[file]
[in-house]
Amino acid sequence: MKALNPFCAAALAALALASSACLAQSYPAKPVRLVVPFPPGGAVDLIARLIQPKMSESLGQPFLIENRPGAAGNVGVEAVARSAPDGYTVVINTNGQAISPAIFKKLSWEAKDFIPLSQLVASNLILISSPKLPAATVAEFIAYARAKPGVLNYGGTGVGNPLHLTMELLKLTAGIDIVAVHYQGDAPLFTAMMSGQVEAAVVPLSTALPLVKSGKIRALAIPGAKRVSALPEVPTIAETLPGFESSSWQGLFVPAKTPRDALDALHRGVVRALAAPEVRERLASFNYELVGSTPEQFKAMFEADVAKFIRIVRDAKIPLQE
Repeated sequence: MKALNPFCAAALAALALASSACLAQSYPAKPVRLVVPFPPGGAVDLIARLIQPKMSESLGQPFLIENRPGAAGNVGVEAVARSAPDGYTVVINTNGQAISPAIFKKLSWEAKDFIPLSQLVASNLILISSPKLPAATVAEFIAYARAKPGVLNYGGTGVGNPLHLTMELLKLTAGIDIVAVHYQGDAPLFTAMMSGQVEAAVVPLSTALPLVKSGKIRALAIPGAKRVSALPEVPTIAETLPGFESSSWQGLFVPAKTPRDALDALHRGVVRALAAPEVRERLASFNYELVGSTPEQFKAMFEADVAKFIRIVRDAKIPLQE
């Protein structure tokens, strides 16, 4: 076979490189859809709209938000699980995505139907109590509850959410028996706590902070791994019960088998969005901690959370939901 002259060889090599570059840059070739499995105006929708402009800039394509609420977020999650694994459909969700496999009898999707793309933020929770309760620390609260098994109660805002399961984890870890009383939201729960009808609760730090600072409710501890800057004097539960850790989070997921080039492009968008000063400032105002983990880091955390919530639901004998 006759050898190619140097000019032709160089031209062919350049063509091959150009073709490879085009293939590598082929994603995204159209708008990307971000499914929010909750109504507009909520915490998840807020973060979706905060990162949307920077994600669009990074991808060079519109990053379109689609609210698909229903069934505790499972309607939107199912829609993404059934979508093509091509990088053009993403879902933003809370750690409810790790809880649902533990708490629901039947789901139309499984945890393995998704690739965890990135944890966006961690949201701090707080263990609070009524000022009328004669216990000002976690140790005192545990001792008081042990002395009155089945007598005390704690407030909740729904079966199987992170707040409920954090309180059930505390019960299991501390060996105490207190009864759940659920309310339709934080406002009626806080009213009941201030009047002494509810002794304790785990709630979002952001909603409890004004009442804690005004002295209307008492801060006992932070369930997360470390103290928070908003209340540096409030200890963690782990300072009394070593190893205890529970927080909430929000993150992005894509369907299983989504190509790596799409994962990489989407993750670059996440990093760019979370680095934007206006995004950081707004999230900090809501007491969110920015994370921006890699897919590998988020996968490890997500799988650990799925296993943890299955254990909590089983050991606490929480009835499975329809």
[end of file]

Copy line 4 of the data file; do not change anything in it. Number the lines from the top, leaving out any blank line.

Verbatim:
């Protein structure tokens, strides 16, 4: 076979490189859809709209938000699980995505139907109590509850959410028996706590902070791994019960088998969005901690959370939901 002259060889090599570059840059070739499995105006929708402009800039394509609420977020999650694994459909969700496999009898999707793309933020929770309760620390609260098994109660805002399961984890870890009383939201729960009808609760730090600072409710501890800057004097539960850790989070997921080039492009968008000063400032105002983990880091955390919530639901004998 006759050898190619140097000019032709160089031209062919350049063509091959150009073709490879085009293939590598082929994603995204159209708008990307971000499914929010909750109504507009909520915490998840807020973060979706905060990162949307920077994600669009990074991808060079519109990053379109689609609210698909229903069934505790499972309607939107199912829609993404059934979508093509091509990088053009993403879902933003809370750690409810790790809880649902533990708490629901039947789901139309499984945890393995998704690739965890990135944890966006961690949201701090707080263990609070009524000022009328004669216990000002976690140790005192545990001792008081042990002395009155089945007598005390704690407030909740729904079966199987992170707040409920954090309180059930505390019960299991501390060996105490207190009864759940659920309310339709934080406002009626806080009213009941201030009047002494509810002794304790785990709630979002952001909603409890004004009442804690005004002295209307008492801060006992932070369930997360470390103290928070908003209340540096409030200890963690782990300072009394070593190893205890529970927080909430929000993150992005894509369907299983989504190509790596799409994962990489989407993750670059996440990093760019979370680095934007206006995004950081707004999230900090809501007491969110920015994370921006890699897919590998988020996968490890997500799988650990799925296993943890299955254990909590089983050991606490929480009835499975329809």